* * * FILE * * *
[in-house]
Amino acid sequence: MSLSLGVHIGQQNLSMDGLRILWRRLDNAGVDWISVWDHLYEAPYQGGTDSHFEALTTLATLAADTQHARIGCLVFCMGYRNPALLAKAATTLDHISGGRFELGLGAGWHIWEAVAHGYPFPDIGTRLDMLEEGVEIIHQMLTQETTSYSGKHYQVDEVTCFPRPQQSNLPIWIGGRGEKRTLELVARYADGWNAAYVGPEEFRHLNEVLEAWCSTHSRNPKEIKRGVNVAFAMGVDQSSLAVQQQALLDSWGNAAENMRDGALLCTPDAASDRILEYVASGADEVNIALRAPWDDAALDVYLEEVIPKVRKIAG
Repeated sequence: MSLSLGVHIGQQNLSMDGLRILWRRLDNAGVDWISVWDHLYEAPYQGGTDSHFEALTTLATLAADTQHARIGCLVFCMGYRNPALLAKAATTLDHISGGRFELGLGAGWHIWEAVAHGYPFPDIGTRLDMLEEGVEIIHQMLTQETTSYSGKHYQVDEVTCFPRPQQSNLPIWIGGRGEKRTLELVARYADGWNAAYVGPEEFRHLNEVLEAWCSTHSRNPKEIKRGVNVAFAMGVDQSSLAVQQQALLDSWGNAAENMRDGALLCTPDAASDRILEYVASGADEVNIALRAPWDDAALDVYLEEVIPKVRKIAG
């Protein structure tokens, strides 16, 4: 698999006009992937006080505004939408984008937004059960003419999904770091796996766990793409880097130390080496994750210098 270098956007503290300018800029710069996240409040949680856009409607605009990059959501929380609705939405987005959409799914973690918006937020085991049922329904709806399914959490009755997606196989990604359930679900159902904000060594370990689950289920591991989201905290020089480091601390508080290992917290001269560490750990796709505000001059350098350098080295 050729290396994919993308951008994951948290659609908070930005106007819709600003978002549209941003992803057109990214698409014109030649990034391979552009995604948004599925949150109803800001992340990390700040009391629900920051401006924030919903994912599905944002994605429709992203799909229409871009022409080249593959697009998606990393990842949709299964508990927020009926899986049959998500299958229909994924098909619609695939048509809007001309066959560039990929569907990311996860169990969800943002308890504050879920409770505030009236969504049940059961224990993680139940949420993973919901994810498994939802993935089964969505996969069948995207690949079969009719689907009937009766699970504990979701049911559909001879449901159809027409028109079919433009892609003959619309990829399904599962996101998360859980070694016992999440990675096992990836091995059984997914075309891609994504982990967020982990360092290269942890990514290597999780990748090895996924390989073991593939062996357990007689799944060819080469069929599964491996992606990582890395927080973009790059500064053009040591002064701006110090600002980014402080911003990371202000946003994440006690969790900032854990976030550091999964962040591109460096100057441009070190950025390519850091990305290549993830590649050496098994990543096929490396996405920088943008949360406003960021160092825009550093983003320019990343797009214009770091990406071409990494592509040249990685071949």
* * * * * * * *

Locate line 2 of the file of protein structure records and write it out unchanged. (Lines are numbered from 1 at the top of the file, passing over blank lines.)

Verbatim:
Amino acid sequence: MSLSLGVHIGQQNLSMDGLRILWRRLDNAGVDWISVWDHLYEAPYQGGTDSHFEALTTLATLAADTQHARIGCLVFCMGYRNPALLAKAATTLDHISGGRFELGLGAGWHIWEAVAHGYPFPDIGTRLDMLEEGVEIIHQMLTQETTSYSGKHYQVDEVTCFPRPQQSNLPIWIGGRGEKRTLELVARYADGWNAAYVGPEEFRHLNEVLEAWCSTHSRNPKEIKRGVNVAFAMGVDQSSLAVQQQALLDSWGNAAENMRDGALLCTPDAASDRILEYVASGADEVNIALRAPWDDAALDVYLEEVIPKVRKIAG